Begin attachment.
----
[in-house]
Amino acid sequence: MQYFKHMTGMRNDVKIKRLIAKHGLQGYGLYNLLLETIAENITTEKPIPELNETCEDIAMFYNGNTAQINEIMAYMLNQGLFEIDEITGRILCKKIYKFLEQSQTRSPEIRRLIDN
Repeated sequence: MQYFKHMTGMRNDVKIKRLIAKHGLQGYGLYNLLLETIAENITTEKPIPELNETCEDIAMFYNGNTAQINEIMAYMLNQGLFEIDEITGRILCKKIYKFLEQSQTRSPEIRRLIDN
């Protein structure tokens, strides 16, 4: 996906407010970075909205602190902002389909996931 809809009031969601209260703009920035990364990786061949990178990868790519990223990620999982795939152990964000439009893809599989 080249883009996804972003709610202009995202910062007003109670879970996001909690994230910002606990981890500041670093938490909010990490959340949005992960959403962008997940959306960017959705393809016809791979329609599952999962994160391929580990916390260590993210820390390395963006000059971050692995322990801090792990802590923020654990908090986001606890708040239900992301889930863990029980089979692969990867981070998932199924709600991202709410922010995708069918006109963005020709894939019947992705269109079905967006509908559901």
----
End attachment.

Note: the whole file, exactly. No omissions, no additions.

[in-house]
Amino acid sequence: MQYFKHMTGMRNDVKIKRLIAKHGLQGYGLYNLLLETIAENITTEKPIPELNETCEDIAMFYNGNTAQINEIMAYMLNQGLFEIDEITGRILCKKIYKFLEQSQTRSPEIRRLIDN
Repeated sequence: MQYFKHMTGMRNDVKIKRLIAKHGLQGYGLYNLLLETIAENITTEKPIPELNETCEDIAMFYNGNTAQINEIMAYMLNQGLFEIDEITGRILCKKIYKFLEQSQTRSPEIRRLIDN
């Protein structure tokens, strides 16, 4: 996906407010970075909205602190902002389909996931 809809009031969601209260703009920035990364990786061949990178990868790519990223990620999982795939152990964000439009893809599989 080249883009996804972003709610202009995202910062007003109670879970996001909690994230910002606990981890500041670093938490909010990490959340949005992960959403962008997940959306960017959705393809016809791979329609599952999962994160391929580990916390260590993210820390390395963006000059971050692995322990801090792990802590923020654990908090986001606890708040239900992301889930863990029980089979692969990867981070998932199924709600991202709410922010995708069918006109963005020709894939019947992705269109079905967006509908559901």